Pieces People Ask For/Mr. Pickwick's Romantic Adventure

From Wikisource
Jump to navigation Jump to search

MR. PICKWICK'S ROMANTIC ADVENTURE WITH A MIDDLE-AGED LADY IN YELLOW CURL-PAPERS.

"Dear me, it's time to go to bed. It will never do, sitting here. I shall be pale to-morrow, Mr. Pickwick!

At the bare notion of such a calamity, Mr. Peter Magnus rang the bell for the chambermaid; and the striped bag, the red bag, the leather hat-box, and the brown-paper parcel, having been conveyed to his bedroom, he retired in company with a japanned candlestick to one side of the house, while Mr. Pickwick, and another japanned candlestick, were conducted through a multitude of tortuous windings to another.

"This is your room, sir," said the chambermaid.

"Very well," replied Mr. Pickwick, looking round him. It was a tolerably large double-bedded room, with a fire; upon the whole, a more comfortable-looking apartment than Mr. Pickwick's short experience of the accommodations of the Great White Horse had led him to expect.

"Nobody sleeps in the other bed, of course," said Mr. Pickwick.

"Oh, no, sir."

"Very good. Tell my servant to bring me up some hot water at half-past eight in the morning, and that I shall not want him any more to-night."

"Yes, sir." And bidding Mr. Pickwick good-night, the chambermaid retired, and left him alone.

Mr. Pickwick sat himself down in a chair before the fire, and fell into a train of rambling meditations. First he thought of his friends, and wondered when they would join him ; then his mind reverted to Mrs. Martha Bardell; and from that lady it wandered, by a natural process, to the dingy counting-house of Dodson and Fogg. From Dodson and Fogg's it flew off at a tangent, to the very centre of the history of the queer client; and then it came back to the Great White Horse at Ipswich, with sufficient clearness to convince Mr. Pickwick that he was falling asleep; so he roused himself, and began to undress, when he recollected he had left his watch on the table down-stairs.

Now, this watch was a special favorite with Mr. Pickwick, having been carried about, beneath the shadow of his waistcoat, for a greater number of years than we feel called upon to state at present. The possibility of going to sleep unless it were ticking gently beneath his pillow, or in his watch-pocket over his head, had never entered Mr. Pickwick's brain. So as it was pretty late now, and he was unwilling to ring his bell at that hour of the night, he slipped on his coat, of which he had just divested himself, and, taking the japanned candlestick in his hand, walked quietly down-stairs.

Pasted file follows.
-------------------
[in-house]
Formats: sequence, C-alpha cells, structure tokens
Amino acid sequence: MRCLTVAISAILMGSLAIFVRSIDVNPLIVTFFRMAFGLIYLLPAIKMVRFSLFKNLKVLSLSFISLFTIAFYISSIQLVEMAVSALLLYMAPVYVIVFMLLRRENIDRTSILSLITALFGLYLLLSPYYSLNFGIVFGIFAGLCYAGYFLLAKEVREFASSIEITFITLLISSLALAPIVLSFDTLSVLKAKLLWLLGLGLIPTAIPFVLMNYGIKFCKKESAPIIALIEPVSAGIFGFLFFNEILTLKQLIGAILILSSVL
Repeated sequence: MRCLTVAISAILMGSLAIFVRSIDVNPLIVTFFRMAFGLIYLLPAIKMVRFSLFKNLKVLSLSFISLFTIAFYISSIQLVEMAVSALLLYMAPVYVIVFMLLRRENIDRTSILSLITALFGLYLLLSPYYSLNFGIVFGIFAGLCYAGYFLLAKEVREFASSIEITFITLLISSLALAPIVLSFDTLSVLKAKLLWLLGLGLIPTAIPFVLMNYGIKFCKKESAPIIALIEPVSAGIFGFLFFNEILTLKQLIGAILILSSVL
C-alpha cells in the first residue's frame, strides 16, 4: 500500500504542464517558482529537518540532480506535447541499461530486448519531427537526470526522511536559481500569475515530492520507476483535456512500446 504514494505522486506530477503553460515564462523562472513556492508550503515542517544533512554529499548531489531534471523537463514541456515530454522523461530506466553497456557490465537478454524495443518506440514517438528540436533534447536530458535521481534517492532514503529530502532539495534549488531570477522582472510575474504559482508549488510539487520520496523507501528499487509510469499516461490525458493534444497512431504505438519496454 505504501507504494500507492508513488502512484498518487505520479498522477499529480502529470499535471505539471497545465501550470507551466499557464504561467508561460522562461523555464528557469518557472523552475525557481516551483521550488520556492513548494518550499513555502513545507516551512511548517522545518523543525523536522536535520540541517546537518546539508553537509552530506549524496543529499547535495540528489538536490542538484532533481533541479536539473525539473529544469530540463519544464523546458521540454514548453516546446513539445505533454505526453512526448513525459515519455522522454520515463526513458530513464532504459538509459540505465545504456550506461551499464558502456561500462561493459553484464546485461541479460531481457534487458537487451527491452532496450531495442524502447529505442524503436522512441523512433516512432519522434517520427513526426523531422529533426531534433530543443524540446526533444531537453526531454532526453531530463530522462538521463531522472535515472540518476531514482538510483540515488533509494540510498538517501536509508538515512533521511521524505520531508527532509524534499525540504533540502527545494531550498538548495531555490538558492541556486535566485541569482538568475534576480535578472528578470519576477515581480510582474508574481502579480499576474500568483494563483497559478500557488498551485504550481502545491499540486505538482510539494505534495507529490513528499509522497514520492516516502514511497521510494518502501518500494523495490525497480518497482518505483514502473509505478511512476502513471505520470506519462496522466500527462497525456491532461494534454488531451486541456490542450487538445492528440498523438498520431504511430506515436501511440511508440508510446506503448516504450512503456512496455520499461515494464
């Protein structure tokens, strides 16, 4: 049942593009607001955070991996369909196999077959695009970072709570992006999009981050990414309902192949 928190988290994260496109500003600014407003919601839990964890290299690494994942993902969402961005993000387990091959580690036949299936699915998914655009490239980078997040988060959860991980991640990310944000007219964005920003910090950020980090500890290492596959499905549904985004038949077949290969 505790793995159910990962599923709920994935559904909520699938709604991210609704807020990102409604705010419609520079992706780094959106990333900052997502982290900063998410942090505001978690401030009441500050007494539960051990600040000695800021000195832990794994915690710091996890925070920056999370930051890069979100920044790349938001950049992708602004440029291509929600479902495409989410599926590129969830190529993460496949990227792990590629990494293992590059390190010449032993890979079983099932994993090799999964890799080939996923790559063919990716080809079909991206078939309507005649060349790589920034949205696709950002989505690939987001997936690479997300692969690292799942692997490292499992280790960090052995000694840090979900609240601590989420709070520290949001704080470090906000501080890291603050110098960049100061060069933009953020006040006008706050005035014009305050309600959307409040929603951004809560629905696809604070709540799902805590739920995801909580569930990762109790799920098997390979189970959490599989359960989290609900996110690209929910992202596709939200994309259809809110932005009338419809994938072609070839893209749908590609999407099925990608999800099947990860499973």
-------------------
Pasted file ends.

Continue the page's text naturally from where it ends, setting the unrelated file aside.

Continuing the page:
The more stairs Mr. Pickwick went down, the more stairs there seemed to be to descend; and again and again, when Mr. Pickwick got into some narrow passage, and began to congratulate himself on having gained the ground-floor, did another flight of stairs appear before his astonished eyes. At last he reached a stone hall, which he remembered to have seen when he entered the house. Passage after passage did he explore; room after room did he peep into; at length, just as he was on the point of giving up the search in despair, he opened the door of the identical room in which he had spent the evening, and beheld his missing property on the table.

Mr. Pickwick seized the watch in triumph, and proceeded to retrace his steps to his bed-chamber. If his progress downwards had been attended with difficulties and uncertainty, his journey back was infinitely more perplexing. Rows of doors garnished with boots of every shape, make, and size, branched off in every possible direction. A dozen times did he softly turn the handle of some bedroom door which resembled his own, when a gruff cry from within, of "Who the devil's that?" or "What do you want here?" caused him to steal away, on tiptoe, with a marvellous celerity. He was reduced to the verge of despair, when an open door attracted his attention. He peeped in—right at last! There were the two beds, whose situation he perfectly remembered, and the fire still burning. His candle, not a long one when he first received it, had flickered away in the draughts of air through which he had passed, and sunk into the socket just as he closed the door after him. "No matter," said Mr. Pickwick, "I can undress myself just as well, by the light of the fire."

The bedsteads stood, one on each side of the door; and on the inner side of each was a little path, terminating in a rush-bottomed chair, just wide enough to admit of a person's getting into or out of bed on that side, if he or she thought proper. Having carefully drawn the curtains of his bed on the outside, Mr. Pickwick sat down on the rush-bottomed chair, and leisurely divested himself of his shoes and gaiters. He then took off and folded up his coat, waistcoat, and neck-cloth, and, slowly tying on his tasselled nightcap, secured it firmly on his head, by tying beneath his chin the strings which he had always attached to that article of dress. It was at this moment that the absurdity of his recent bewilderment struck upon his mind; and throwing himself back in the rush-bottomed chair, Mr. Pickwick laughed to himself so heartily, that it would have been quite delightful to any man of well-constituted mind to have watched the smiles which expanded his amiable features as they shone forth from beneath the nightcap.

"It is the best idea," said Mr. Pickwick to himself, smiling till he almost cracked the nightcap strings,—"it is the best idea, my losing myself in this place, and wandering about those staircases, that I ever heard of. Droll, droll, very droll." Here Mr. Pickwick smiled again, a broader smile than before, and was about to continue the process of undressing, in the very best possible humor, when he was suddenly stopped by a most unexpected interruption; to wit, the entrance into the room of some person with a candle, who, after locking the door, advanced to the dressing-table, and set down the light upon it.